JIS News

Minister of Foreign Affairs and Foreign Trade, Senator Anthony Hylton, has said that Jamaica must expand trade in goods and services in order to create lasting wealth.
“As a small, open and vulnerable economy, trade in both exports and imports is important to Jamaica’s economy, therefore, to expand our exports in goods and services, means the creation of more jobs as well as wealth,” he stated.
Minister Hylton, who was speaking at a public forum held at the Northern Caribbean University in Mandeville last night (April 20) noted further, that increasing regional and international trade, “will stimulate production, marketing and investment”.
He pointed out however, that achieving the increased trade levels, required the support of the private sector. “My Ministry can negotiate the agreements but in the final analysis, government and the private sector must together provide the requisite financing and investment, research the markets, determine the demand for particular goods and services and identify areas of comparative advantage.there is also the need to produce products on a competitive basis at the highest standards,” he stated.
Organized by the Foreign Affairs Ministry and the Inter-American Development Bank, the fora was the first of ten being held across the island focussing on international trade issues, including trade negotiations in which Jamaica is involved. The official launch of the series will take place sometime next month.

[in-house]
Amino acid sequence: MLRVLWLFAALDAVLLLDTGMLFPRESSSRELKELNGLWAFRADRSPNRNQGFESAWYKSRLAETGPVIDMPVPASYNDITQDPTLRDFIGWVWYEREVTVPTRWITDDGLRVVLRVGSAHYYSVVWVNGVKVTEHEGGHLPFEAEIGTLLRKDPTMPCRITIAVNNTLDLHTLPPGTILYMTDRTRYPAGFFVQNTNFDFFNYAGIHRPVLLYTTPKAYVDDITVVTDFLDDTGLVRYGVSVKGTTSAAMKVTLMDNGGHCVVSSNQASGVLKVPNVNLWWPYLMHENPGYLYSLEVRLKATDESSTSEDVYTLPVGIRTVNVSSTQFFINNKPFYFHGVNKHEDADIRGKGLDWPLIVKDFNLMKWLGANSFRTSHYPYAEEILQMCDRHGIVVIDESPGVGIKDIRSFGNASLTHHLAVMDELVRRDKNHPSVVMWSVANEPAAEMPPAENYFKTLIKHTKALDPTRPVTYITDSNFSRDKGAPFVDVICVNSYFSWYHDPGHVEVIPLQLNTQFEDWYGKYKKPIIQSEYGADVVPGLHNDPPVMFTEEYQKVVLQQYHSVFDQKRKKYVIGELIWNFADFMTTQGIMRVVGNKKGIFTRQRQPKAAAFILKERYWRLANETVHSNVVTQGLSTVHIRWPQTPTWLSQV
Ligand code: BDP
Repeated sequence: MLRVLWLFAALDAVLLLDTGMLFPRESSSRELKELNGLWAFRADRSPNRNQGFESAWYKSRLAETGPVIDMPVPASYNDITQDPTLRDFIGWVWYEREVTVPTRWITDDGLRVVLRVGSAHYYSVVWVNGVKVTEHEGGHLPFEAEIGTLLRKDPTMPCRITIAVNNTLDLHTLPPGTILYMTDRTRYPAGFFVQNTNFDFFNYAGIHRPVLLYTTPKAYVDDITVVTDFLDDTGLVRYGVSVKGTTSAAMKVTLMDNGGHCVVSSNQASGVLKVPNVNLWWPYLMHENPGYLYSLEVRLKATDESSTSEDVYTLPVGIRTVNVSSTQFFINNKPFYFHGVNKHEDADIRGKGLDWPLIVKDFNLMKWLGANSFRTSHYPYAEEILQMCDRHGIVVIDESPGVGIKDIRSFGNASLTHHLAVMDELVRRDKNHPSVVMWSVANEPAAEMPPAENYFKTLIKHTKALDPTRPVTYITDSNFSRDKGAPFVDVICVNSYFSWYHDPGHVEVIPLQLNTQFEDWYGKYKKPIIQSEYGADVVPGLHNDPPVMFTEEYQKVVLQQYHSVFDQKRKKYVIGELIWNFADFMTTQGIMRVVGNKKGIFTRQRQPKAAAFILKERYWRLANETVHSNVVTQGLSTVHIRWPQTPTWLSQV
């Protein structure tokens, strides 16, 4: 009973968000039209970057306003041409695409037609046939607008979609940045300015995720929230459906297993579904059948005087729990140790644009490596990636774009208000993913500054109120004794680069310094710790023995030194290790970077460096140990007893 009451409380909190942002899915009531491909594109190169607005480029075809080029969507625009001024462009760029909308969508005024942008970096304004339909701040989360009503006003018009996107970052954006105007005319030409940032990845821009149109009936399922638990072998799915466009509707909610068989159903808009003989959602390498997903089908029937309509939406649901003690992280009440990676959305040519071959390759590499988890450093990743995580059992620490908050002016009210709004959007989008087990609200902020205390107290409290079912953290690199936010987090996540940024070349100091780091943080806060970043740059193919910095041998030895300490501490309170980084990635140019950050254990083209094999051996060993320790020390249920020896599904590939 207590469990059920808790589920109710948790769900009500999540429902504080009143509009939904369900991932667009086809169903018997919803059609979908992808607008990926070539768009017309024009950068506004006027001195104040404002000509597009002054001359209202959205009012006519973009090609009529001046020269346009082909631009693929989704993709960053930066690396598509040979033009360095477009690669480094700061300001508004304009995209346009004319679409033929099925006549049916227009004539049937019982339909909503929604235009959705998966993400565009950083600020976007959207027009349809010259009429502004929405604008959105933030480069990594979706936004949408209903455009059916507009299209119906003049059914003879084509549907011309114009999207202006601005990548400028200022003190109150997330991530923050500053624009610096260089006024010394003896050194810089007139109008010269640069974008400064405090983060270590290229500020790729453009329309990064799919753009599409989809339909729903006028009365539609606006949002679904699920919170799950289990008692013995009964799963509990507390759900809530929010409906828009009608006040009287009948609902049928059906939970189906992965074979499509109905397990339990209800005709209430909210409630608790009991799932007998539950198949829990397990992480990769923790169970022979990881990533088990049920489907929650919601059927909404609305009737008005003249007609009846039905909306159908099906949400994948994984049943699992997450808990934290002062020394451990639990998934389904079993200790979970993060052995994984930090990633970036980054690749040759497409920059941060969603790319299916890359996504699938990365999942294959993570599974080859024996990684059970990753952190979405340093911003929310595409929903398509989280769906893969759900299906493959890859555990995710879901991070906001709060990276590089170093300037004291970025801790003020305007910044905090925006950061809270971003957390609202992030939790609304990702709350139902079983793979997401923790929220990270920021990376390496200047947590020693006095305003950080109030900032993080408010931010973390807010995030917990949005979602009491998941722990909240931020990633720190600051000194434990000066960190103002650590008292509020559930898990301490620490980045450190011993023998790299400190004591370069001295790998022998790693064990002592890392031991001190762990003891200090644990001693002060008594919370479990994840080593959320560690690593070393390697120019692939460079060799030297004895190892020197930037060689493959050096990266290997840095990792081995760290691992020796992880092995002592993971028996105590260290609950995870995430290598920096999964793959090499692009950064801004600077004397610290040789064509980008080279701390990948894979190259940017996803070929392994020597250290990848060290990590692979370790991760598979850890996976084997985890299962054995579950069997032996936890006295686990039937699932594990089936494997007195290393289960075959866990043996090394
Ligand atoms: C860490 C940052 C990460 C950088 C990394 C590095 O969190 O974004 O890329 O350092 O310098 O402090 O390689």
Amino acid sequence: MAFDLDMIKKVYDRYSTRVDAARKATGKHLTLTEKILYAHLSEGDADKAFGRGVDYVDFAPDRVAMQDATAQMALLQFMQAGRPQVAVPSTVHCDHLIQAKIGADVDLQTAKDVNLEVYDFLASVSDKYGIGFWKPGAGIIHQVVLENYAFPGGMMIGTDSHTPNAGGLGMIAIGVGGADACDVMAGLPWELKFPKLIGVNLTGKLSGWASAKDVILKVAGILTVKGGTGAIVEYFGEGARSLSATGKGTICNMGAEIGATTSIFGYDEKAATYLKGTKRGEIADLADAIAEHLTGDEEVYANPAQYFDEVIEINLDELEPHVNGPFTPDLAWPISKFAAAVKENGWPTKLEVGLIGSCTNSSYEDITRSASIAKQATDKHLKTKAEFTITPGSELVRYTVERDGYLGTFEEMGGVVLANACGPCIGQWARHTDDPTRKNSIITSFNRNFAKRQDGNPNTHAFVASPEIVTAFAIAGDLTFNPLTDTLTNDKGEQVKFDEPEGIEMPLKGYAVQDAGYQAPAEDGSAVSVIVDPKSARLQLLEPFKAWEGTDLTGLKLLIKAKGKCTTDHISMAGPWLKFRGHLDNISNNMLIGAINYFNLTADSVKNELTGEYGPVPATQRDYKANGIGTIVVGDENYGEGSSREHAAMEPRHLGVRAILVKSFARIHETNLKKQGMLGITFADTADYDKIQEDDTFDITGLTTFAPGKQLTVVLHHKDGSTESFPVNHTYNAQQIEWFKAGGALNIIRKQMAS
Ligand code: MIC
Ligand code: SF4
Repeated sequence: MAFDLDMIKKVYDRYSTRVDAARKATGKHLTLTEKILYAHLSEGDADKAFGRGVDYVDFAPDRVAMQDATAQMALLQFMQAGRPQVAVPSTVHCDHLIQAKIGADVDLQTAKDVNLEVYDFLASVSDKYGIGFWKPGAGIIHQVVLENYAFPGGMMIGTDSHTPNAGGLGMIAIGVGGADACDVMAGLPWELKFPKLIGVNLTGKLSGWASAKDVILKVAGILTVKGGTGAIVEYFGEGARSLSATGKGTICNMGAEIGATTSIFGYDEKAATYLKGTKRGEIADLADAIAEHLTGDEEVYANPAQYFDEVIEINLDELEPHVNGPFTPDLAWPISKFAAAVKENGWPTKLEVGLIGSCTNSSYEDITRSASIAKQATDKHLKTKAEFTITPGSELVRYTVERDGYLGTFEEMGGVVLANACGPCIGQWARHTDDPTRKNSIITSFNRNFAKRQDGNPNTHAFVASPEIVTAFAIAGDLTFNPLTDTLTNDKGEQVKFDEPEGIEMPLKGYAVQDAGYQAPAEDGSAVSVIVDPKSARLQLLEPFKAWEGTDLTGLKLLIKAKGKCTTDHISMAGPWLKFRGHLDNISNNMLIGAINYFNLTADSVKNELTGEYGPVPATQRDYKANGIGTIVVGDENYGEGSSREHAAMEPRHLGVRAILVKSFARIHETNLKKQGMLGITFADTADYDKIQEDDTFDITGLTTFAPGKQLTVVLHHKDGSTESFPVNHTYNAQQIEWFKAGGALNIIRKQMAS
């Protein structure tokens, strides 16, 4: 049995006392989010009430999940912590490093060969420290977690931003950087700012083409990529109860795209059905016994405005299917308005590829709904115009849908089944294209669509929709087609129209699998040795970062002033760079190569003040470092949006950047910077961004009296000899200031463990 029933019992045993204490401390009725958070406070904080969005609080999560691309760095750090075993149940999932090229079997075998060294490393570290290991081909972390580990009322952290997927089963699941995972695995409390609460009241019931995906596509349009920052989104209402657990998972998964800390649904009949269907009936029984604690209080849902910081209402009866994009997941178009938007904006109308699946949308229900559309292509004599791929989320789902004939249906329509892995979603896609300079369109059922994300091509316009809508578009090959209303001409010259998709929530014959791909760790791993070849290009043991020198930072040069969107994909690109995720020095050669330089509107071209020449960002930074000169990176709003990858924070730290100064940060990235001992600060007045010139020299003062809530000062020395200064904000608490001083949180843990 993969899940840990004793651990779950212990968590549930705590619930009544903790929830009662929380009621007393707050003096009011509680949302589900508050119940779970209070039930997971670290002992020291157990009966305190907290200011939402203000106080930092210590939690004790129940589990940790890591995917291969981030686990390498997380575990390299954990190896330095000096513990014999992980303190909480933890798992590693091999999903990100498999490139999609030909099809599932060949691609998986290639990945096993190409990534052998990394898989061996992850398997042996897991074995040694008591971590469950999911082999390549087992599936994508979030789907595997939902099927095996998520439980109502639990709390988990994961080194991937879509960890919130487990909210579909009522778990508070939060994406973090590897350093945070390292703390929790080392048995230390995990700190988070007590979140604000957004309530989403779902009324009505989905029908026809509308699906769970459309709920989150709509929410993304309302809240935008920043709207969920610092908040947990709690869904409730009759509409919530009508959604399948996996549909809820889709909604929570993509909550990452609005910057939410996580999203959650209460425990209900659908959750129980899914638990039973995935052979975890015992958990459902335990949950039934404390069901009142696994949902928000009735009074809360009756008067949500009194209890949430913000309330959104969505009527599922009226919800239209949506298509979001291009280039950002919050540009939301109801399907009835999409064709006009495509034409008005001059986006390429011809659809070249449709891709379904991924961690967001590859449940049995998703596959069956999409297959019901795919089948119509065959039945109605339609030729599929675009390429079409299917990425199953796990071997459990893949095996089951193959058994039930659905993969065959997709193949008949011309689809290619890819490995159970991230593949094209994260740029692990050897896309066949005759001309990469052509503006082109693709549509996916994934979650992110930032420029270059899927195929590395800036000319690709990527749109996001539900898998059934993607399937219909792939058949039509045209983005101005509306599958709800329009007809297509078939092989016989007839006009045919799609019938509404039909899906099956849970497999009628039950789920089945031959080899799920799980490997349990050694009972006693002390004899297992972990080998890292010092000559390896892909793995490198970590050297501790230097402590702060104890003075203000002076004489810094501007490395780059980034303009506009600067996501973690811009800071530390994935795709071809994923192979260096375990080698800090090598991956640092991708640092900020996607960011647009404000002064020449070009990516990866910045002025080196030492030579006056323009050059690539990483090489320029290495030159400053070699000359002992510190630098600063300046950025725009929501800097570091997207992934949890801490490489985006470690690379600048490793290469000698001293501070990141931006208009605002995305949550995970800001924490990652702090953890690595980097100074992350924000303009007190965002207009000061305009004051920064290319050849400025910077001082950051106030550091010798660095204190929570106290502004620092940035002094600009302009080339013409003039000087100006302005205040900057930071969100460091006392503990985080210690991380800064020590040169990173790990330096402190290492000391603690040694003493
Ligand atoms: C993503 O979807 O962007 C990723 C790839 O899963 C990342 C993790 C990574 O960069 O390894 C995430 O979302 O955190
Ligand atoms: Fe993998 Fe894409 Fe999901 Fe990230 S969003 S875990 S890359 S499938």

Senator Hylton noted that the attempt to inform the public about global issues was nothing new, as for more than a decade a number of sensitisation sessions had been conducted throughout the length and breadth of Jamaica. “We have made some progress and we now seek to deepen the understanding of the issues,” he pointed out.
He indicated that the series of public discussions would be buttressed by the launch of an educational programme on the CARICOM Single Market and Economy by the CARICOM Secretariat and “at that time, we will be engaging the Social Development Commission to help us bring the message to over 700 or more identified communities.”
Some of the other topics covered were: the role of CARICOM, Caribbean Basin Initiative, CARIBCAN, the LOME Conventions and the Cotonou agreement with the European Union.

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